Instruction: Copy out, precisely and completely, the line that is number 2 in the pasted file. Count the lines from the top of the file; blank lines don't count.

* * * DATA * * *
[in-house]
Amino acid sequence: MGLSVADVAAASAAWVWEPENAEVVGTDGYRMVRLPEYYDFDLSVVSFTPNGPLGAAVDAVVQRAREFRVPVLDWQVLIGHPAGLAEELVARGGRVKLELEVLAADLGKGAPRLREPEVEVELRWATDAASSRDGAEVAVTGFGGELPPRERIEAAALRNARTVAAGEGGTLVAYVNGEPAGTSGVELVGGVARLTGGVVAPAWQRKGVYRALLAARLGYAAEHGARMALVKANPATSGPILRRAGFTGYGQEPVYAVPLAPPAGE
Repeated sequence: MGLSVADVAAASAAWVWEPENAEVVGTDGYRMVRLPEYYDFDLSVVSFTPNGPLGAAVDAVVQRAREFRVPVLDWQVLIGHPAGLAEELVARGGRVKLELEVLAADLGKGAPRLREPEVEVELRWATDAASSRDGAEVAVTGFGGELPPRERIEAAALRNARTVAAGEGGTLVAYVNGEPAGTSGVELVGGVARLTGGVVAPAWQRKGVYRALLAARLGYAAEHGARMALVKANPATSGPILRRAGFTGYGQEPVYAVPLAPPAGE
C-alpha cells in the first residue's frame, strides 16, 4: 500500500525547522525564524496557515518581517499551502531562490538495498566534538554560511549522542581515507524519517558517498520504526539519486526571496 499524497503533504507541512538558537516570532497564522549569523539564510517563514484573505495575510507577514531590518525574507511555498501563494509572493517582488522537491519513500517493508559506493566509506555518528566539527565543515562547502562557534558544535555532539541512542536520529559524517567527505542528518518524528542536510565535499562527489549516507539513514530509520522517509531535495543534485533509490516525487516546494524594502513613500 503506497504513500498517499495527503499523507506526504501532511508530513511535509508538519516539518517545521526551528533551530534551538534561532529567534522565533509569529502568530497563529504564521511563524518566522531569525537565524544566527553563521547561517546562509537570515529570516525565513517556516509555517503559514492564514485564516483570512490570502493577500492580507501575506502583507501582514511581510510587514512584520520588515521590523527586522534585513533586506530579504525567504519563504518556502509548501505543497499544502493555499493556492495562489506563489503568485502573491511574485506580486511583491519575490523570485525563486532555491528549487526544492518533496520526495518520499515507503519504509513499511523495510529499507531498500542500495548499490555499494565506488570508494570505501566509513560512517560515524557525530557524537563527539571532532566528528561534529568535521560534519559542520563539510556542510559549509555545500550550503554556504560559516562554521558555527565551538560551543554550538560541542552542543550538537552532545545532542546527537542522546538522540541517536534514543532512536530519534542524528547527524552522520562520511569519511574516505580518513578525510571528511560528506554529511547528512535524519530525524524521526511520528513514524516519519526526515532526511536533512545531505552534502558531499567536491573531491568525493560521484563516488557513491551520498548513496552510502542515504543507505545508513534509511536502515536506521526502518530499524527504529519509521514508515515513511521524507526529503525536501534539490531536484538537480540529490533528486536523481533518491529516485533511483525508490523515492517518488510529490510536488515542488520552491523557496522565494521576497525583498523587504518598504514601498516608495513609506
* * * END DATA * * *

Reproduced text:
Amino acid sequence: MGLSVADVAAASAAWVWEPENAEVVGTDGYRMVRLPEYYDFDLSVVSFTPNGPLGAAVDAVVQRAREFRVPVLDWQVLIGHPAGLAEELVARGGRVKLELEVLAADLGKGAPRLREPEVEVELRWATDAASSRDGAEVAVTGFGGELPPRERIEAAALRNARTVAAGEGGTLVAYVNGEPAGTSGVELVGGVARLTGGVVAPAWQRKGVYRALLAARLGYAAEHGARMALVKANPATSGPILRRAGFTGYGQEPVYAVPLAPPAGE